Actually, eyes are secondary. The penis is the star—the object, if you will—of porn, Daniel remarks, adding that they are in our faces, and “literally in women’s”. These are examples of his flippant, crude armchair views, and a portent of more earnest commentary later on in the story. Venus echoes an argument I first read in Martin Amis’ Money, written thirty five years ago when porn existed only in magazines or in seedy, downtown theaters—maybe videotapes. Money is a masterpiece of gritty, maverick literature. In it, a character (Amis himself, actually) says to John Self, the protagonist, that pornography objectifies women and men equally. Self, a debauched porn addict himself, jovially disagrees, saying that men don’t or wouldn’t mind being so objectified, especially for money (his stand-by argument about everything). Amis rebukes this assumption, claiming he and most men wouldn’t have sex for money, thus pointing out that all involved in porn are exploited. Lira, my women’s advocate/former prostitute in Venus, argues that whatever exploitation of men exists in porn is irrelevant, as men are the dominant consumers. Daniel retorts that if the consumer is the oppressor, then we are all oppressors in our consumer society, and that scapegoating sex for the problem of exploitation merely exposes western prurience.
This is not to say that he’s a fan of porn. In fact, he finds it cold, cynical and narcissistic, though he shamefacedly indulges on occasion when feeling disconnected. But like myself, he’s wary of the righteous; distrustful of zeitgeist opinion, well-marketed, sound-bitten ideas, and therefore has a soft spot for the demonized consumer. This leads him to work with sex addicts in his practice, and with some sex offenders, though he demurs on most cases mired in a legal process. Meanwhile, serendipity places him the company of Rick, ostensibly a chef whom Daniel meets when working shifts at a restaurant during his practice-shedding hiatus. Later, it turns out that Rick is a budding porn actor who goes by the name Kane Able, a typical double entendre slapped on for parody’s sake. So, too, are some scenarios that are common to porn’s semi-theater: the fireman or policeman skit-gimmicks, enacted with thin, tongue-in-cheek pretense, which play upon themes of heroism, damsels in distress and the pull for male sacrifice; abuse of authority, plus the chance to fashion dialogue replete with daft innuendo, silly plays upon words. As a result, Venus is filled with plays upon words, at times mimicking the artifices of porn; otherwise providing a kind of parallel script alongside the action.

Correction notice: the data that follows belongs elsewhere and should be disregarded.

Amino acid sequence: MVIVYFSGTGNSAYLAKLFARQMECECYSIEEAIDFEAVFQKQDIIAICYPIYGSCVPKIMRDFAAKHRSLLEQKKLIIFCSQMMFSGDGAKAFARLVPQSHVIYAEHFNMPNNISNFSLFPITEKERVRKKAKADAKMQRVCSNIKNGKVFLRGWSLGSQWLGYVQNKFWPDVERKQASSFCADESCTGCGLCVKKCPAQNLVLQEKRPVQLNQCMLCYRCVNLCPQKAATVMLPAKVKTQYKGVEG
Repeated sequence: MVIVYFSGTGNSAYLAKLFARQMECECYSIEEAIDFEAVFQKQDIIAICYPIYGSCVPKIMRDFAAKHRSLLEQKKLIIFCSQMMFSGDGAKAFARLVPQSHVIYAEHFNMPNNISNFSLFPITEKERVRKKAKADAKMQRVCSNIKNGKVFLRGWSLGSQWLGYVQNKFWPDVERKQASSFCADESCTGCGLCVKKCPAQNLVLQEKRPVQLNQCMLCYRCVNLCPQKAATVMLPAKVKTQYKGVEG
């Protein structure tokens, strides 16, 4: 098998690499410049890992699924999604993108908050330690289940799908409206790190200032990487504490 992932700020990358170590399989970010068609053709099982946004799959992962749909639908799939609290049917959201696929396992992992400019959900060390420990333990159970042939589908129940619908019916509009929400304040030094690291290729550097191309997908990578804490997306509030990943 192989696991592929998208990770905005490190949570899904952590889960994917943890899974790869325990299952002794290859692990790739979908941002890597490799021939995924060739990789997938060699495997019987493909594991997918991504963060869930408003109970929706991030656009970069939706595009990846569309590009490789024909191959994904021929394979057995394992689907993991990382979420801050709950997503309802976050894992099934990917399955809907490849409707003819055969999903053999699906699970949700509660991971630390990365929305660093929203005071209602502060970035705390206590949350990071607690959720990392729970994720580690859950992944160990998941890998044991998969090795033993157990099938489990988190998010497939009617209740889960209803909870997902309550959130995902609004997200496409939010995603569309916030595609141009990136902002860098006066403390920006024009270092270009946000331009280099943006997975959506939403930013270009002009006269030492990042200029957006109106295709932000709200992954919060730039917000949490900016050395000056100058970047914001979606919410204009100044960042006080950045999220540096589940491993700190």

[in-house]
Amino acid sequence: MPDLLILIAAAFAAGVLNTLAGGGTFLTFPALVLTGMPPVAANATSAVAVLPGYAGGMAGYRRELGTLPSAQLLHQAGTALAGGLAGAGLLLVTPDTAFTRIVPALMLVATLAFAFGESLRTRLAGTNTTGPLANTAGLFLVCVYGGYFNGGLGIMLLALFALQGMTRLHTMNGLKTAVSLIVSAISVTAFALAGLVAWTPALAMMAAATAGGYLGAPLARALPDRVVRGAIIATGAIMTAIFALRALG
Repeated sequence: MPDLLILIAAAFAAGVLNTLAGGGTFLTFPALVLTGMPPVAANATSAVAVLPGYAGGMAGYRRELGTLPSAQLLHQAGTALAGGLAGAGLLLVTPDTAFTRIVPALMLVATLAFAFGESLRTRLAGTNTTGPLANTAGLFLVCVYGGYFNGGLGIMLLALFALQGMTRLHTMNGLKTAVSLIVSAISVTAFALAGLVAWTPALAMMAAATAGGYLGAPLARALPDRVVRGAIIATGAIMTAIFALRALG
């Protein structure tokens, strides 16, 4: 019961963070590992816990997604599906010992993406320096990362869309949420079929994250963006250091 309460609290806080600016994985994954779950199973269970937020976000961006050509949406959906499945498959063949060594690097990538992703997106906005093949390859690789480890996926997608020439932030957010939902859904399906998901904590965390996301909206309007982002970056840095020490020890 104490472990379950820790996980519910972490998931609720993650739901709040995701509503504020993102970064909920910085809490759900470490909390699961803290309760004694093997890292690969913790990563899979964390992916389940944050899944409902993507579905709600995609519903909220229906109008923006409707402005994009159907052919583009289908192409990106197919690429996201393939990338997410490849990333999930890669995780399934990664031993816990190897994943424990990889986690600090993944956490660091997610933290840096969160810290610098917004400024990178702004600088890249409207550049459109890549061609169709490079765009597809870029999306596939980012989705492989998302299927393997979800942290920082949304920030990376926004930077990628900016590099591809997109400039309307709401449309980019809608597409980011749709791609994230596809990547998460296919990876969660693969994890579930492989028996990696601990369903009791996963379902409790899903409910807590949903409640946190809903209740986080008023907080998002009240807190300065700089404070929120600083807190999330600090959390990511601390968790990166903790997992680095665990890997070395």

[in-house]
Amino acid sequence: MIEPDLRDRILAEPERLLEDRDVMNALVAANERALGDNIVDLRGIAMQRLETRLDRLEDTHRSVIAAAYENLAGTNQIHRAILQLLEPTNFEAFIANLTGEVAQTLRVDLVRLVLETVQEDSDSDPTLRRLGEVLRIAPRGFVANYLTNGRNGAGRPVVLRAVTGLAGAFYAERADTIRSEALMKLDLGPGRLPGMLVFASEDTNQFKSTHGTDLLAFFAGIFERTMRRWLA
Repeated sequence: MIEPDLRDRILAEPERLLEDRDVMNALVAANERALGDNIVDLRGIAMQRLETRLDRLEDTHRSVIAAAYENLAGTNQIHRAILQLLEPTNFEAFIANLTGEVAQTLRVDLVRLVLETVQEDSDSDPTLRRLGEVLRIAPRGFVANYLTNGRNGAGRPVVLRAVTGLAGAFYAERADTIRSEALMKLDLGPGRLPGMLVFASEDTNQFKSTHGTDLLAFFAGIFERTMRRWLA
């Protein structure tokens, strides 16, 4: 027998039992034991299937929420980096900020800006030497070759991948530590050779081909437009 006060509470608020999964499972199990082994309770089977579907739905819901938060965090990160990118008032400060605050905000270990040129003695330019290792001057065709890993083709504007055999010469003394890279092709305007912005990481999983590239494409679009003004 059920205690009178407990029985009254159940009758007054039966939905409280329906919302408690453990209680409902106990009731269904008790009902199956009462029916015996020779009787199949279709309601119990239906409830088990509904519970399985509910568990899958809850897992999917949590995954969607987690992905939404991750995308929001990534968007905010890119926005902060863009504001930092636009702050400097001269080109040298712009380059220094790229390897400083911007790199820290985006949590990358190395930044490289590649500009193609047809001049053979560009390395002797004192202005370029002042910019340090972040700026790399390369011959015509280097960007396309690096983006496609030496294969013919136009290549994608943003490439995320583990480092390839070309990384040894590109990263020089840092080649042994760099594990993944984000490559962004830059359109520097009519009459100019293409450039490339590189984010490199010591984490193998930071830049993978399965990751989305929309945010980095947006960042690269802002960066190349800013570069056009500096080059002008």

Amidst all of this, Venus drops down into a serious contemplation of sex and gender politics. In its subtext it observes a shift in mores, from the castigation of female sexuality, to a back-handed latter-day quest for more freedom, but to what end? For men, the freedom train is heading in the opposite direction. Former license(s) is being revoked, yielding more punishments, weaker performance, and more anxiety, even as advertising media goads them to take the same old risks. Porn offers a kind of refuge to those who are not sure that sex, as in regular intimacy-enhancing, not-paid-for sex, is worth the effort or the risks. With respect to this problem, Daniel Pierce is an outsider: he’s too old to have known the ubiquity of porn prior to his marriage or to have experienced dating as the online shopping exercise it currently is. In a sense, he is safe from contaminated society, but still he is adrift, a closet romantic largely suppressing comment but now seizing a moment with an unlikely listener. Lira listens well enough, but like my reviewers, I think, doesn’t really connect with him. I realize that’s what Daniel Pierce’s story is about: a lament for what is missed.